In causal inference, principal stratification is a framework for dealing with a posttreatment intermediate variable between a treatment and an outcome. In this framework, the principal strata are defined by the joint potential values of the intermediate variable. Because the principal strata are not fully observable, the causal effects within them, also known as the principal causal effects, are not identifiable without additional assumptions. Several previous empirical studies leveraged auxiliary variables to improve the inference of principal causal effects. We establish a general theory for the identification and estimation of principal causal effects with auxiliary variables, which provides a solid foundation for statistical inference and more insights for model building in empirical research. In particular, we consider two commonly used assumptions for principal stratification problems: principal ignorability and the conditional independence between the auxiliary variable and the outcome given principal strata and covariates. Under each assumption, we give nonparametric and semiparametric identification results without modeling the outcome. When neither assumption is plausible, we propose a large class of flexible parametric and semiparametric models for identifying principal causal effects. Our theory not only establishes formal identification results of several models that have been used in previous empirical studies but also generalizes them to allow for different types of outcomes and intermediate variables.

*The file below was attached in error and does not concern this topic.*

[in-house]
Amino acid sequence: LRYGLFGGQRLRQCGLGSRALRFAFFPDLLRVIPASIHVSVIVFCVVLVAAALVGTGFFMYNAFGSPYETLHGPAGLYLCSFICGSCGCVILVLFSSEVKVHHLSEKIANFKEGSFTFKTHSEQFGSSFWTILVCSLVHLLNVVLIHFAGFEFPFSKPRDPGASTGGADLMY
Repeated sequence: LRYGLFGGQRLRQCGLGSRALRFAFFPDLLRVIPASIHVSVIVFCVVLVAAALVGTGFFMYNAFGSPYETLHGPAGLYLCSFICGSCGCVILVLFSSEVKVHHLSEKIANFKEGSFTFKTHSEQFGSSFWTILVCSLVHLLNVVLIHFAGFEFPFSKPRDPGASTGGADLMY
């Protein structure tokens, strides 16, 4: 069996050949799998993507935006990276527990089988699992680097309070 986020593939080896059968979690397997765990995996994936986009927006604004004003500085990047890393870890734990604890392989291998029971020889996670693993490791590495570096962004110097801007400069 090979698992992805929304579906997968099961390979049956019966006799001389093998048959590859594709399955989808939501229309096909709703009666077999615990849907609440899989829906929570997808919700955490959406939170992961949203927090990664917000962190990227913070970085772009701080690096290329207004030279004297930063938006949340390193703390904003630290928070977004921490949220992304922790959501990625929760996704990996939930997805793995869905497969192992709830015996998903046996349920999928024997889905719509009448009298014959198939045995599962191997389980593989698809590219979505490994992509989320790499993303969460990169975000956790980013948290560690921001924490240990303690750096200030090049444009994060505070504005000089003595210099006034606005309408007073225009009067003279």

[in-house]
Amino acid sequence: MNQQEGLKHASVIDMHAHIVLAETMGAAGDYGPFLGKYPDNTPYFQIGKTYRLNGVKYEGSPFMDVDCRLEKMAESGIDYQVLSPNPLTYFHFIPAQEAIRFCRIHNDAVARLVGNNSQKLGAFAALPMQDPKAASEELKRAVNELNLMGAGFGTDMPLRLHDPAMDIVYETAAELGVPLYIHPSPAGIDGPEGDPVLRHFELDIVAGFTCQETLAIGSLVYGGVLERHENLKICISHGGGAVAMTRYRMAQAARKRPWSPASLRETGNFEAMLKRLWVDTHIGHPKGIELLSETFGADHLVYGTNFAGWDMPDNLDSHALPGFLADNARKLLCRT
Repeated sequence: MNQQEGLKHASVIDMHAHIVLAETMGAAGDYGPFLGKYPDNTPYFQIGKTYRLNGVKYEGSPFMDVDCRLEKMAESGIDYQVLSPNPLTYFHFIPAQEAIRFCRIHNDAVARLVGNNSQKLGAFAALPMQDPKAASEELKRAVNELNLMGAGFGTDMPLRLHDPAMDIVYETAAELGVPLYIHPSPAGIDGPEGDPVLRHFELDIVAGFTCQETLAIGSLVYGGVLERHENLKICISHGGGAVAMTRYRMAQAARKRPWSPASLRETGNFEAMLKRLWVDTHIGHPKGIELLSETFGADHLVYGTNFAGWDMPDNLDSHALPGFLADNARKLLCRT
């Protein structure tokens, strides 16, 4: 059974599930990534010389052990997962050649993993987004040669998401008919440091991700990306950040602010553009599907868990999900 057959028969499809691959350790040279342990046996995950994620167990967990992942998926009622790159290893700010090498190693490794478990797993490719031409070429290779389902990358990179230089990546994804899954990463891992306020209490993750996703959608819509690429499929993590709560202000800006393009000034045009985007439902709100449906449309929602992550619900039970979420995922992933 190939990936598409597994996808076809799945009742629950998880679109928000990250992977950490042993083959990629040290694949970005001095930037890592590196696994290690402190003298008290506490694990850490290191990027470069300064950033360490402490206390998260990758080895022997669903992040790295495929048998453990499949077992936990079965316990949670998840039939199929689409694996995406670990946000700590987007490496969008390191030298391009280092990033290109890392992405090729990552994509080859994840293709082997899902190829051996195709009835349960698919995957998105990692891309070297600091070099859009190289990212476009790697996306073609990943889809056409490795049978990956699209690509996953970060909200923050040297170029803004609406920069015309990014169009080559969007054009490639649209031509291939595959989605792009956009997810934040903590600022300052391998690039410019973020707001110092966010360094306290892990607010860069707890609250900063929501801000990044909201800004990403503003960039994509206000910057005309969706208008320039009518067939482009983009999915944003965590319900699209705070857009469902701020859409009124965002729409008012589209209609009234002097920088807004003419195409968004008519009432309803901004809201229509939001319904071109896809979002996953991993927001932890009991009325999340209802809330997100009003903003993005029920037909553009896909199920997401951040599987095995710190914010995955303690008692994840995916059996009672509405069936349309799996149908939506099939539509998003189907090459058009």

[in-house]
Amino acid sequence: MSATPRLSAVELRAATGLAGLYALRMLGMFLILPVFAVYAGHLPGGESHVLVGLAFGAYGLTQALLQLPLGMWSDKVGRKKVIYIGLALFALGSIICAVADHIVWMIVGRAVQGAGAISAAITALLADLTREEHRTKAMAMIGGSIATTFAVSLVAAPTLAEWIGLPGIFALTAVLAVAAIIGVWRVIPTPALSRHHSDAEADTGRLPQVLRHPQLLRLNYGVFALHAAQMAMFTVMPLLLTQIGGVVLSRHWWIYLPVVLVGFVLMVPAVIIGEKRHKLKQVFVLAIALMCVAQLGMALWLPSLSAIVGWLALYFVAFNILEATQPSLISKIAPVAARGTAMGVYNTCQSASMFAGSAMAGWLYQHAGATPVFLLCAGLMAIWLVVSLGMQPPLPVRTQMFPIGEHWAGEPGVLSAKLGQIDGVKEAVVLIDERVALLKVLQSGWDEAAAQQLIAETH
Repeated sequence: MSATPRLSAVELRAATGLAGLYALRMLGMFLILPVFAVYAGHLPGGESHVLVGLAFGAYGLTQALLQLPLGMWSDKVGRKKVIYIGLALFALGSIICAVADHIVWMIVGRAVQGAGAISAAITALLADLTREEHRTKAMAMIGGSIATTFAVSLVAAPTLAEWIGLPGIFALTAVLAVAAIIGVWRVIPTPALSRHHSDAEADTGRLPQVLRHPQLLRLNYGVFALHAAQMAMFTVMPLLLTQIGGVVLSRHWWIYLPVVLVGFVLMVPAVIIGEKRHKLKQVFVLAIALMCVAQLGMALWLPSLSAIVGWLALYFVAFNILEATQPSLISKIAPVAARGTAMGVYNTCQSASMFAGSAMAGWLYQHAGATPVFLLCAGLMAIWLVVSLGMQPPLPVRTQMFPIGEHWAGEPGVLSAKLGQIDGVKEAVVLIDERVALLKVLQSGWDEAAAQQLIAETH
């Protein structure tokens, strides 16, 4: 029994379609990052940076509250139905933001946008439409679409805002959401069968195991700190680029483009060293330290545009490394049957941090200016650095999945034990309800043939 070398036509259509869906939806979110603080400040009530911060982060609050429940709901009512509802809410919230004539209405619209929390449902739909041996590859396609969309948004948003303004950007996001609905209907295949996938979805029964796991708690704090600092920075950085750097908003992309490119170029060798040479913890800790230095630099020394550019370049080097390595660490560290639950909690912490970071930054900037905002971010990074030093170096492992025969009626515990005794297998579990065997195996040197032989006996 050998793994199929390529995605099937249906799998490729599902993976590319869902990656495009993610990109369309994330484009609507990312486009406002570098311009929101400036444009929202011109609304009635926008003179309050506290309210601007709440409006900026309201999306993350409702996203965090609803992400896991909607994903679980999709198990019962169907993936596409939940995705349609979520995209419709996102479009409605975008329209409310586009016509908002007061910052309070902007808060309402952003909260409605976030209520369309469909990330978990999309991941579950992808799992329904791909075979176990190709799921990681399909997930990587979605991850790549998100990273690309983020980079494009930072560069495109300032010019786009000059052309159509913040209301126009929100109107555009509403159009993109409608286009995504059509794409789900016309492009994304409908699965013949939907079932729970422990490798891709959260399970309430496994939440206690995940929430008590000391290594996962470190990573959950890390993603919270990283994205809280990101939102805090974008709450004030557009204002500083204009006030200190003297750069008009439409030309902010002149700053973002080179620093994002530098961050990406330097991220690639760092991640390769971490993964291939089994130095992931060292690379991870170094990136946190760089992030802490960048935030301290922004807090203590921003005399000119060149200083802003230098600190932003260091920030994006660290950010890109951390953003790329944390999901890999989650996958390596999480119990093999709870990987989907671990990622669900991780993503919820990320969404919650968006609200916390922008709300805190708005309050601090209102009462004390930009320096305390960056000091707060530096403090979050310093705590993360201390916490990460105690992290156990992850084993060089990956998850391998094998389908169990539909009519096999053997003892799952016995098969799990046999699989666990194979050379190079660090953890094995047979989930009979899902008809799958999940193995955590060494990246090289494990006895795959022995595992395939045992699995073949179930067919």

"Identification of Causal Effects Within Principal Strata Using Auxiliary Variables." Statist. Sci. 36 (4) 493 - 508, November 2021. https://doi.org/10.1214/20-STS810